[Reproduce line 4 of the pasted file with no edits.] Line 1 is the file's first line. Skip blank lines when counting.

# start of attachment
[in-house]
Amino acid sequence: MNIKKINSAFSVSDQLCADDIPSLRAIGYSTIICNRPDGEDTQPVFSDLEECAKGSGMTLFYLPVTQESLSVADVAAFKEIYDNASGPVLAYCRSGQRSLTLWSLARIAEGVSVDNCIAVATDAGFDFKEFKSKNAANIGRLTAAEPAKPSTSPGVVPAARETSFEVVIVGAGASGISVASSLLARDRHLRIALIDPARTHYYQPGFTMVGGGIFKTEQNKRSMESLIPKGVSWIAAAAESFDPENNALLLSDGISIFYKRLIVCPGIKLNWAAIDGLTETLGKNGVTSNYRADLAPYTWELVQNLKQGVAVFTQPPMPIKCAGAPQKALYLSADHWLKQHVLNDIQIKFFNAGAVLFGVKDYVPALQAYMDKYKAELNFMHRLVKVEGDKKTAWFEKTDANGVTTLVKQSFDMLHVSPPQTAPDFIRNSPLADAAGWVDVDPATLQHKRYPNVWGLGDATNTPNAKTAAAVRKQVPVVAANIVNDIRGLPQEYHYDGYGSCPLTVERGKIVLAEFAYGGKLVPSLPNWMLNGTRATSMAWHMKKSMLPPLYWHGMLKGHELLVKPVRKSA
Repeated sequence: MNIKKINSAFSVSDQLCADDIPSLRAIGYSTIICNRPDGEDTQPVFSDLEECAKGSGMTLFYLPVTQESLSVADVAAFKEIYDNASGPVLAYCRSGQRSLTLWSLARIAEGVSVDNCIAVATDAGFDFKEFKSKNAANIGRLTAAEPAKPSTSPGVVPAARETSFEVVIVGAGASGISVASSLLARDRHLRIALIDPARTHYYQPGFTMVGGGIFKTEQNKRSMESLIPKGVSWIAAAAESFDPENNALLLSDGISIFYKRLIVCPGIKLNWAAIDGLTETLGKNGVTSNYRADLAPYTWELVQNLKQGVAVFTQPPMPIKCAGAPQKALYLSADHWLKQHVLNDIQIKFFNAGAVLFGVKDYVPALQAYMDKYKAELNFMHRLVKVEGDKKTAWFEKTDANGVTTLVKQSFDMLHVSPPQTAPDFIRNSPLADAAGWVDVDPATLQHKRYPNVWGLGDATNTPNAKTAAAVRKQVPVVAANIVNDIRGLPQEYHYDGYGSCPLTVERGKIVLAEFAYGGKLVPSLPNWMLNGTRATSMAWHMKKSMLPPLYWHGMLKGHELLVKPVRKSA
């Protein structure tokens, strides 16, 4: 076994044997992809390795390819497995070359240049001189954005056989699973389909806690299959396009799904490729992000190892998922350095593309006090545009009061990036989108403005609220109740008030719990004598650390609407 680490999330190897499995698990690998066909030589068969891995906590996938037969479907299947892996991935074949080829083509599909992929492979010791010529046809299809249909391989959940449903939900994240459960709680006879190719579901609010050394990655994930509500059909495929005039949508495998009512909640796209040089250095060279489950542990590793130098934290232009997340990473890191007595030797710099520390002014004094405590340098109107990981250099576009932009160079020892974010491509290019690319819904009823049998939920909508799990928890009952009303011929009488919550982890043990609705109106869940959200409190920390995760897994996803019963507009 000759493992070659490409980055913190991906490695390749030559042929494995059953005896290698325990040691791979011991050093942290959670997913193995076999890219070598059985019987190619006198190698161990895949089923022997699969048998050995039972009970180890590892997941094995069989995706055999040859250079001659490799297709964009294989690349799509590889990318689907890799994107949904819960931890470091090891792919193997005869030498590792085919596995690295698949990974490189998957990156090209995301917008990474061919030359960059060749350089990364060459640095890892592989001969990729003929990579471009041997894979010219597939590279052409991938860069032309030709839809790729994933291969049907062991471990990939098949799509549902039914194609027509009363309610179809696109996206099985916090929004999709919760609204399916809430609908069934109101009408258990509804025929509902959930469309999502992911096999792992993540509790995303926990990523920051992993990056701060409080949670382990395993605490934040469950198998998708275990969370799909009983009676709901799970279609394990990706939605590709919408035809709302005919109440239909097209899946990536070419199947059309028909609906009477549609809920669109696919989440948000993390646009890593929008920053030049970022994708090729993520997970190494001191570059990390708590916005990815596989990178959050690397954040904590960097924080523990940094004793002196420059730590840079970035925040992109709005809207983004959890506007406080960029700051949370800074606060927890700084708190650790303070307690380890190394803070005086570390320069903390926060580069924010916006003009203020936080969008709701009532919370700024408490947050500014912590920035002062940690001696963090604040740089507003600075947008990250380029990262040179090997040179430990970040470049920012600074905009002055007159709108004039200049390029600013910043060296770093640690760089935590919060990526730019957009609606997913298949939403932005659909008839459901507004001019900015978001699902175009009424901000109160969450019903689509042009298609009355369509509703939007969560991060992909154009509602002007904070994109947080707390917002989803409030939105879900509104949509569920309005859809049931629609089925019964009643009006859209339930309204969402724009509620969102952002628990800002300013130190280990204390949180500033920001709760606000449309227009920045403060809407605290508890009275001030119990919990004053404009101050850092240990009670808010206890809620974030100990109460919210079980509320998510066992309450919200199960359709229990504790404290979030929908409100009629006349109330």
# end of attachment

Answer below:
């Protein structure tokens, strides 16, 4: 076994044997992809390795390819497995070359240049001189954005056989699973389909806690299959396009799904490729992000190892998922350095593309006090545009009061990036989108403005609220109740008030719990004598650390609407 680490999330190897499995698990690998066909030589068969891995906590996938037969479907299947892996991935074949080829083509599909992929492979010791010529046809299809249909391989959940449903939900994240459960709680006879190719579901609010050394990655994930509500059909495929005039949508495998009512909640796209040089250095060279489950542990590793130098934290232009997340990473890191007595030797710099520390002014004094405590340098109107990981250099576009932009160079020892974010491509290019690319819904009823049998939920909508799990928890009952009303011929009488919550982890043990609705109106869940959200409190920390995760897994996803019963507009 000759493992070659490409980055913190991906490695390749030559042929494995059953005896290698325990040691791979011991050093942290959670997913193995076999890219070598059985019987190619006198190698161990895949089923022997699969048998050995039972009970180890590892997941094995069989995706055999040859250079001659490799297709964009294989690349799509590889990318689907890799994107949904819960931890470091090891792919193997005869030498590792085919596995690295698949990974490189998957990156090209995301917008990474061919030359960059060749350089990364060459640095890892592989001969990729003929990579471009041997894979010219597939590279052409991938860069032309030709839809790729994933291969049907062991471990990939098949799509549902039914194609027509009363309610179809696109996206099985916090929004999709919760609204399916809430609908069934109101009408258990509804025929509902959930469309999502992911096999792992993540509790995303926990990523920051992993990056701060409080949670382990395993605490934040469950198998998708275990969370799909009983009676709901799970279609394990990706939605590709919408035809709302005919109440239909097209899946990536070419199947059309028909609906009477549609809920669109696919989440948000993390646009890593929008920053030049970022994708090729993520997970190494001191570059990390708590916005990815596989990178959050690397954040904590960097924080523990940094004793002196420059730590840079970035925040992109709005809207983004959890506007406080960029700051949370800074606060927890700084708190650790303070307690380890190394803070005086570390320069903390926060580069924010916006003009203020936080969008709701009532919370700024408490947050500014912590920035002062940690001696963090604040740089507003600075947008990250380029990262040179090997040179430990970040470049920012600074905009002055007159709108004039200049390029600013910043060296770093640690760089935590919060990526730019957009609606997913298949939403932005659909008839459901507004001019900015978001699902175009009424901000109160969450019903689509042009298609009355369509509703939007969560991060992909154009509602002007904070994109947080707390917002989803409030939105879900509104949509569920309005859809049931629609089925019964009643009006859209339930309204969402724009509620969102952002628990800002300013130190280990204390949180500033920001709760606000449309227009920045403060809407605290508890009275001030119990919990004053404009101050850092240990009670808010206890809620974030100990109460919210079980509320998510066992309450919200199960359709229990504790404290979030929908409100009629006349109330």